Join us live or pick the show up later by clicking here.


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The following is gaining high interest in the Fleet and is being shared widely. Posted here for comment.

“The Admirals back in Washington had so many pressures on them, so many diversions, they forgot their primary job is to make sure that the Fleet is ready to go with highly trained and motivated Sailors. The problem particularly manifests itself when the budget is way down.”
ADM THOMAS B. HAYWARD, 21st Chief of Naval Operations, recalling the post-Vietnam War drawdown1

Situation in Brief

The U.S. Navy has a looming officer retention problem. More than a decade of prolonged, high operational tempo and ever-increasing deployment lengths have fostered a sustained weariness at the deckplate. A rapidly improving economy and erosion of trust in senior leadership, coupled with continued uncertainty about the future, mean the U.S. Navy could be facing its most significant retention crisis since the end of the Vietnam War.

Unlike previous cycles of low retention, the one looming before us appears poised to challenge retention at all levels. Junior officer retention in 2013 was tough and is forecast to become tougher. It marked the worst year in history for the special warfare community, with record numbers of lieutenant’s declining to stay for the next pay grade. The aviation community had a department head bonus “take rate” of 36% – well below the 45% target needed to ensure community health – most recently manifesting itself by a shortfall in the number of strike-fighter and electronic warfare aviators required for the department head screen board. The surface warfare community is also seeing an uptick in lieutenants leaving at their first opportunity, driving a historically low retention rate of around 35% even lower, indicating that a significant amount of talent in the surface warfare community walks out the door immediately following their first shore tour. This trend in the junior officer ranks is particularly troubling. While officers at, or beyond, the 20-year mark have a retirement option, junior officers do not. In many cases they’ve invested six to 10 years of their life to a career field they’re now willing to leave, determined that the pastures are greener outside of naval service.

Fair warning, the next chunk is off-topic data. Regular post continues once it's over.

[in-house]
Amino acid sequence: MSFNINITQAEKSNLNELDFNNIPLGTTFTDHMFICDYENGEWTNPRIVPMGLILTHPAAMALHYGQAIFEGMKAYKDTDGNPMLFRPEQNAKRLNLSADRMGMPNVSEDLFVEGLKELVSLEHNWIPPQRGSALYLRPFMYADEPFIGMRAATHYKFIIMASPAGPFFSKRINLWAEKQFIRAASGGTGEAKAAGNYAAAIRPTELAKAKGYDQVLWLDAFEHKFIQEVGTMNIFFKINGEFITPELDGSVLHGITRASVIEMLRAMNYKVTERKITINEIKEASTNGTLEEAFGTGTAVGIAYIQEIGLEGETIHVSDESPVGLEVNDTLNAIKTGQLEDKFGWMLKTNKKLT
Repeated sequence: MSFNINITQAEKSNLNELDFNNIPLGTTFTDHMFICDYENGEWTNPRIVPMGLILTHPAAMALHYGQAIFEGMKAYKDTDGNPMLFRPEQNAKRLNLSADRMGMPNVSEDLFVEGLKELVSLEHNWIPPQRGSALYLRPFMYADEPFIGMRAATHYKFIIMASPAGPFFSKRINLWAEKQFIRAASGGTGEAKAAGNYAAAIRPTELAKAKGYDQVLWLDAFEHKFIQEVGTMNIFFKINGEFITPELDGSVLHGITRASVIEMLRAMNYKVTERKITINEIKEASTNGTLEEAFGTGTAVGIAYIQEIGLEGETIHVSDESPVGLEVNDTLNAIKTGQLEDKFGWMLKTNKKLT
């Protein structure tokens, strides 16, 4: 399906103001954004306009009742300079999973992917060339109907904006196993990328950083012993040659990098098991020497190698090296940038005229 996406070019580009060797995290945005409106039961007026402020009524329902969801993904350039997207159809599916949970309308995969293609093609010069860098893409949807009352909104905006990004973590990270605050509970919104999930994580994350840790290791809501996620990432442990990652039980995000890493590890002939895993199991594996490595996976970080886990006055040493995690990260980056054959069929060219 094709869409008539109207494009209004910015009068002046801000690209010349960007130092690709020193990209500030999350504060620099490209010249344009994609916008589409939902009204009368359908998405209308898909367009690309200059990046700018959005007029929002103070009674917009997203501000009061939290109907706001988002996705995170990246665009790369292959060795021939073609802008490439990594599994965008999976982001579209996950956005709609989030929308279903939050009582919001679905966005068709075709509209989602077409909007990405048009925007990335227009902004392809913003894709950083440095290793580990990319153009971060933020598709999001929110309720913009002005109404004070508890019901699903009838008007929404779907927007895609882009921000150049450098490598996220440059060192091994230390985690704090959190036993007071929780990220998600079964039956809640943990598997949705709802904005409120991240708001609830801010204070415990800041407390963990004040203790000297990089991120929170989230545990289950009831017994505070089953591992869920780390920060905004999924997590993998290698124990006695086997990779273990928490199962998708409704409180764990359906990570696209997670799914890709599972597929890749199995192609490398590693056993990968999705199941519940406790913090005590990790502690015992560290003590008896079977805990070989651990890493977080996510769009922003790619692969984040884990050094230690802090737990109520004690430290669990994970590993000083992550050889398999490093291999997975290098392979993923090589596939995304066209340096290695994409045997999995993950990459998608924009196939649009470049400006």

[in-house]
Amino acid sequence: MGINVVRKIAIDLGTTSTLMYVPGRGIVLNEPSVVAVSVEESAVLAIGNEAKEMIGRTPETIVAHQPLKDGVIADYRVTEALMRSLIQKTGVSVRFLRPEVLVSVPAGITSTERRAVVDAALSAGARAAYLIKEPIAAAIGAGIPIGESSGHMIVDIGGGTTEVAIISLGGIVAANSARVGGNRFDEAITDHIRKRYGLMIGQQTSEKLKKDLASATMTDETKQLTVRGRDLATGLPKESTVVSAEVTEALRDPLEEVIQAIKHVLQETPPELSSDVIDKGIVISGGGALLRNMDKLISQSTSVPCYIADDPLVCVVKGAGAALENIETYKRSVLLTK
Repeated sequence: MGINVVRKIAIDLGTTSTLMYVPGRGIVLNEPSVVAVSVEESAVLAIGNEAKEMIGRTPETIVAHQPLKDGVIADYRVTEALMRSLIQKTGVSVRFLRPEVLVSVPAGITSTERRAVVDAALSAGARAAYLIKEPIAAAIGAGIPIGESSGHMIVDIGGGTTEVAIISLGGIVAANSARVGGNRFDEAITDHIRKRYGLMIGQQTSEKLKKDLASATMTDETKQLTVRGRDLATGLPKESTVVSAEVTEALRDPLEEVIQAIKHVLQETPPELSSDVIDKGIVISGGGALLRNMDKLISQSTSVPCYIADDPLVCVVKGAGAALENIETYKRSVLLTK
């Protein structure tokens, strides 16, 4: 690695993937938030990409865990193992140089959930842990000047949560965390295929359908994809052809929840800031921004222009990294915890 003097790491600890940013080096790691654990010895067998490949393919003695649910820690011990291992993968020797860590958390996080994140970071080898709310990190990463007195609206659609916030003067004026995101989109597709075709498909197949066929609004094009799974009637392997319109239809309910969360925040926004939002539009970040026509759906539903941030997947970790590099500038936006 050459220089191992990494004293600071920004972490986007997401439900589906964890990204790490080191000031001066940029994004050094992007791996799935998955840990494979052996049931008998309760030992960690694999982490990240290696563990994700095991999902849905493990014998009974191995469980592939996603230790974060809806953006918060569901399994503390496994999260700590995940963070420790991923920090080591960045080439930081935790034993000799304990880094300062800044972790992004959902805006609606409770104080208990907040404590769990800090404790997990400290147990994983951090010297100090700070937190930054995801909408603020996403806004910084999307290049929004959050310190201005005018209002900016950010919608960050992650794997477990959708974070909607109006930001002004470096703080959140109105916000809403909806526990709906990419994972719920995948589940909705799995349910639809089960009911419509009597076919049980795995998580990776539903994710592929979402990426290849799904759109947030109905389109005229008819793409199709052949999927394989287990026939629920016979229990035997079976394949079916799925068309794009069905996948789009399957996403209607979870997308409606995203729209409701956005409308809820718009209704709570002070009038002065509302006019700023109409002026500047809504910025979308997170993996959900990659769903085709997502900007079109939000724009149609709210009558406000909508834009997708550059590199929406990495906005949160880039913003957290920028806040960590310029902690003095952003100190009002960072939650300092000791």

Our retention of post-command commanders is also falling. A developing trend in naval aviation is representative of a larger problem facing most communities. In fiscal year 2010, seven naval aviation commanders retired immediately following completion of their command tours, a number that nearly doubled to 13 in 2011, before jumping to 20 in 2012. Additionally, a survey of 25 prospective executive officers revealed that no fewer than 70 percent were already preparing for their next career, in the process of earning their transport pilot licenses, preparing their resumes for the civilian workforce, or shopping for graduate schools. Worse, this trend is not limited to naval aviation. Checks with other community managers show a similar disturbing trend, with increasing numbers of promising surface warfare and special warfare officers leaving at the 20-year mark. These officers are tired of the time away from home, the high operational tempo, and the perceived erosion of autonomy in commander command.

Unfortunately, the fact that a growing number of quality officers have already left the service or are planning to head for the doors seems to be going undetected by senior leadership. The Budget Control Act and subsequent sequestration, Strategic Choices and Management Review, rebalance to the Asia-Pacific, battles over the Littoral Combat Ship and Joint Strike Fighter, rise of Air-Sea Battle, civilian furloughs, and the increasing number of commanding officer firings are just a few of the significant issues (and distractors) that senior leadership has had to contend with since 2011. Despite all these, retention is poised to once again develop into the significant issue that it has historically become during past military drawdowns.